Based upon this state of the evidence, the hearing officer determined that the claimant's back problem is a result of the compensable injury of (date of injury). Although there is certainly contrary evidence, there is evidence to support that determination and we cannot conclude that it is so against the great weight and preponderance of the evidence as to be clearly wrong or unjust. Cain v. Bain, 709 S.W.2d 175, 176 (Tex. 1986); Lopez v. Hernandez, 595 S.W.2d 180, 183 (Tex. Civ. App.-Corpus Christi 1980, no writ). The hearing officer judged the claimant to be credible, a function normally not undertaken at the appellate level. Texas Workers' Compensation Commission Appeal No. 93887, decided November 16, 1993. The claimant's testimony together with the medical opinion of Dr. O, albeit in broad scope and somewhat conclusory, is evidence which satisfies a legally sufficient basis for the determination regarding the causal relationship between the current back condition and the (date of injury), incident.
We have stated that an MMI or IR can be rescinded or amended for proper reason and within a reasonable period of time. Texas Workers' Compensation Commission Appeal No. 94492, decided June 8, 1994; Texas Workers' Compensation Commission Appeal No. 931071, decided January 6, 1994. Here, Dr. K indicated he was rescinding his initial report based upon new medical evidence, and he responded to inquires from the Commission for clarification. While Dr. K does not give an opinion regarding the causal relationship between the claimant's current back condition and the (date of injury), incident, he does indicate that the new medical information alters his initial determination of MMI. Contrary to the carrier's position, we have not held it is required that a designated doctor personally reexamine a claimant to amend or rescind his MMI or IR although it certainly may well be the preferred procedure. We cannot find error on the hearing officer's part in accepting Dr. K's rescission under the circumstances present. However, we do find error in the hearing officer's determination that the claimant has not reached MMI up to the date of the decision, January 13, 1995. By definition, statutory MMI has been reached since 104 weeks have passed from the date on which income benefits began to accrue. Section 401.011(30)(B). That does not necessarily mean an earlier MMI date may not be found by a designated doctor. The hearing officer also determined that the claimant has had disability since (date of injury). There is evidence from which this inference could be drawn and the determination on the period of disability is not so against the great weight and preponderance of the evidence as to be clearly wrong or manifestly unjust. Cain, supra; Lopez, supra. Again, the hearing officer found the claimant credible and there is some corroborative medical evidence on this issue.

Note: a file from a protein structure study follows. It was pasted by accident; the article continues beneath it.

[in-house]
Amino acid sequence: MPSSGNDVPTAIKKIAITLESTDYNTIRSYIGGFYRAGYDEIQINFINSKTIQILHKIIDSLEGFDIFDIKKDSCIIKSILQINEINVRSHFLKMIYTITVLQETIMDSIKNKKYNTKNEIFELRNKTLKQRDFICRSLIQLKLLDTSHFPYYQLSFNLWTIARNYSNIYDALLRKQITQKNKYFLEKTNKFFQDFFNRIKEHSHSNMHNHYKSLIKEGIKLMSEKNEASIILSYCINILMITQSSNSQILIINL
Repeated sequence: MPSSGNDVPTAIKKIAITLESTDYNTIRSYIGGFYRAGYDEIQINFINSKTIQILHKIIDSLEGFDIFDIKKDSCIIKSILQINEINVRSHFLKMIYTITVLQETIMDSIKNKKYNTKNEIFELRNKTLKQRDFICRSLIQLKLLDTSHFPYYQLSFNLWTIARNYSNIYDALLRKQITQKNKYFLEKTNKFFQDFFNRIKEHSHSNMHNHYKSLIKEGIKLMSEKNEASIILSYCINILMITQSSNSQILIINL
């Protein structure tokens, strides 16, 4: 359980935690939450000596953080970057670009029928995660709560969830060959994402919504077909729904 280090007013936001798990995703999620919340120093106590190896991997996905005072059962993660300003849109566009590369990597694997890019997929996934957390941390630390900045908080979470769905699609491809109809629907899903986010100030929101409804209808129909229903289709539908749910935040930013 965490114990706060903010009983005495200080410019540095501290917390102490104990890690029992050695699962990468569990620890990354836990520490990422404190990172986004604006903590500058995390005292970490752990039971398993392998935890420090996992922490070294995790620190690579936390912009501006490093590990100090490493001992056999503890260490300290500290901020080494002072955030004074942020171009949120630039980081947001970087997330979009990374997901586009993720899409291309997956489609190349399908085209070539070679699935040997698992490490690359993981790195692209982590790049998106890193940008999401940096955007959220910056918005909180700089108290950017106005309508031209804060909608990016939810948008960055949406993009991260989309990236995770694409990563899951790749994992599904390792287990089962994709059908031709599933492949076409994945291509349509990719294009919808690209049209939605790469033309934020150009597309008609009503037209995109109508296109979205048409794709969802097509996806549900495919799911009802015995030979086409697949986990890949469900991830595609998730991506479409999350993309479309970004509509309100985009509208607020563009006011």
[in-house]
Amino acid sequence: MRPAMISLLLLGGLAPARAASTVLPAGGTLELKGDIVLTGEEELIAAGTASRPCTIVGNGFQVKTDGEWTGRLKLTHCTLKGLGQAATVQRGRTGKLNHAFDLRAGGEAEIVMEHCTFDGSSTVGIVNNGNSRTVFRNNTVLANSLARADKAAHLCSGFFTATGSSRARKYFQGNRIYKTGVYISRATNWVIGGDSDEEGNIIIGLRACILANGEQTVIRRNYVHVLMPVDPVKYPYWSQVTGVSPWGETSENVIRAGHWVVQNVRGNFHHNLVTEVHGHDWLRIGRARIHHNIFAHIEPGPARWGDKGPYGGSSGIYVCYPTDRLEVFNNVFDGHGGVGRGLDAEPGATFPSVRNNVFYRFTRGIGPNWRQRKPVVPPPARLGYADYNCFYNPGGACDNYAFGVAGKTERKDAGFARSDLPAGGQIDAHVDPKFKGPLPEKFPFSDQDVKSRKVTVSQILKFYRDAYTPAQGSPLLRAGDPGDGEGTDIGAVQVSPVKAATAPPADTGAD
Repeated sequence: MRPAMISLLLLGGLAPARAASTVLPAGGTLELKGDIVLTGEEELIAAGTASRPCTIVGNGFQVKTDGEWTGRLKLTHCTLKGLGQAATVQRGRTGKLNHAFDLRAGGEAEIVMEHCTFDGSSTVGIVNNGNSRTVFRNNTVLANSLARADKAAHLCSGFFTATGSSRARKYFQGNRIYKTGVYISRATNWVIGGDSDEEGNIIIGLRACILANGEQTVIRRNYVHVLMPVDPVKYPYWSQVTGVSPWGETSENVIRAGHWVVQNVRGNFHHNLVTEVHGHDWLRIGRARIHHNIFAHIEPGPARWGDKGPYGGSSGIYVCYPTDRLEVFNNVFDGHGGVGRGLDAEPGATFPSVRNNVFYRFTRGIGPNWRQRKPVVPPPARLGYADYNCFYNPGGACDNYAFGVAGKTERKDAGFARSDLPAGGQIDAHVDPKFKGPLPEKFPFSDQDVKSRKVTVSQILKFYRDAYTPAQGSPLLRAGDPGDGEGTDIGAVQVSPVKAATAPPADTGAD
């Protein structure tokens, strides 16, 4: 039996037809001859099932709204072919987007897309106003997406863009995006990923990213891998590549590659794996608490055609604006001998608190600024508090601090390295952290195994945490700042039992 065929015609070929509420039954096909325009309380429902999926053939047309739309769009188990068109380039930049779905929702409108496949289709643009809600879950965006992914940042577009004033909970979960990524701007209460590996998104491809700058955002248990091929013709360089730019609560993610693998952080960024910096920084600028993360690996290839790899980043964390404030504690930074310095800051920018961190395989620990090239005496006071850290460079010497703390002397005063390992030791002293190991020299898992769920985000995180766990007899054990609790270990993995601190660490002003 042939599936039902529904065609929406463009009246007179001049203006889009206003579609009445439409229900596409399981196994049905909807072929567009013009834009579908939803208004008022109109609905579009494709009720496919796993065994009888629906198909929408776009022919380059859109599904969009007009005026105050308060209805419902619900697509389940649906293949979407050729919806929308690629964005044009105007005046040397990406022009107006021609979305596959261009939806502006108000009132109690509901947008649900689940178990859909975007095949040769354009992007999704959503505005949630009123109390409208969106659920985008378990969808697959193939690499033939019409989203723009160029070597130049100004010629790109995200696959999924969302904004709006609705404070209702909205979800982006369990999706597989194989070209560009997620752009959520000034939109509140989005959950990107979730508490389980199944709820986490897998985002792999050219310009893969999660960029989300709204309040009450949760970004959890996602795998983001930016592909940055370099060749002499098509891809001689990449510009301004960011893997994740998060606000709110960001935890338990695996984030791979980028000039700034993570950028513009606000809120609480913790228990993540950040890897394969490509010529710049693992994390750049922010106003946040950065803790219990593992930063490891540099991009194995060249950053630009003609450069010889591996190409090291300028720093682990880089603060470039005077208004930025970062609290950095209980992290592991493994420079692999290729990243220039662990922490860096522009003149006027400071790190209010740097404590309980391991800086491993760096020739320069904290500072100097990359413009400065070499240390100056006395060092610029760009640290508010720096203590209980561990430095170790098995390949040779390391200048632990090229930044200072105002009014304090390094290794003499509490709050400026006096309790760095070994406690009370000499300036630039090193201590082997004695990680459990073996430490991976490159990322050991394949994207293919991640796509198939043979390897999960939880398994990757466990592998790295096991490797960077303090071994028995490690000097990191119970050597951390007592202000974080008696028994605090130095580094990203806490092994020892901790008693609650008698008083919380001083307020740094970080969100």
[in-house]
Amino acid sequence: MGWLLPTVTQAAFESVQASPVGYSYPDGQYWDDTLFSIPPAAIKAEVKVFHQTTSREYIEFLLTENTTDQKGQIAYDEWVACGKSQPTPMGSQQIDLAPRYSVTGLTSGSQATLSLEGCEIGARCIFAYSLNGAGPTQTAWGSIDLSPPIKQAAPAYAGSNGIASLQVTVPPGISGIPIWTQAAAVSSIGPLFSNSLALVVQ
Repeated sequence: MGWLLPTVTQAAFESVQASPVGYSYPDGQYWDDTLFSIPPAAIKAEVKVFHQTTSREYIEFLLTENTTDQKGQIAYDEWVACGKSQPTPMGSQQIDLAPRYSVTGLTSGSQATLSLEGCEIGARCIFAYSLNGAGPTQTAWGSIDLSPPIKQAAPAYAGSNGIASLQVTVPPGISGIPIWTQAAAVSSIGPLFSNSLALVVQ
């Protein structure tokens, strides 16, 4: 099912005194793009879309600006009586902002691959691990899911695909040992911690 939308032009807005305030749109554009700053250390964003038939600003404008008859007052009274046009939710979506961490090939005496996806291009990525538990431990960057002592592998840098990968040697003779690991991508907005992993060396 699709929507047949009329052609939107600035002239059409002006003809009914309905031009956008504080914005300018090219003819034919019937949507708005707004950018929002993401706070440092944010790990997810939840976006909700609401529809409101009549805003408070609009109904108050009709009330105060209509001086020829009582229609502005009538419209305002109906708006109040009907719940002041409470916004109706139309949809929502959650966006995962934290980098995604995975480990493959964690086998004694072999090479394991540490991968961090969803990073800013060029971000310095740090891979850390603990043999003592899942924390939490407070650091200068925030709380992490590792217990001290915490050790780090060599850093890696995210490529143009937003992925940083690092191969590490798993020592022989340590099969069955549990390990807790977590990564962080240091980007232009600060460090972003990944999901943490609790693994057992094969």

Regarding the finding that "[c]arrier has not borne its burden of proof with regard to the issue of contribution and is not entitled to a reduction with regard to any of Claimant's IIBs and SIBs, if and when they become applicable," we agree with claimant's position that given the current state of the case, this issue is premature. Of course, contribution only potentially applies to IIBs and SIBs. Section 408.084. Therefore, we reverse and set aside this finding and render our decision that it is premature to resolve this issue at this time.
Having found error in the conclusion that MMI has not been reached as of the date of the decision, January 13, 1995, by virtue of Section 401.011(B), we reform the language of the hearing officer that the claimant has not reached MMI to read as follows: "If the date of statutory MMI becomes applicable because a designated doctor does not find that the claimant reached MMI prior to the statutory date, than the latest date the claimant could have reached MMI was at the expiration of 104 weeks from the date on which income benefits began to accrue." See generally, Texas Workers' Compensation Commission
Appeal No. 941717, decided February 6, 1995, (Unpublished). Expeditious action should be undertaken by the Commission to resolve the MMI date and the appropriate IR.
Stark O. Sanders, Jr.
Chief Appeals Judge
Philip F. O'Neill
Lynda H. Nesenholtz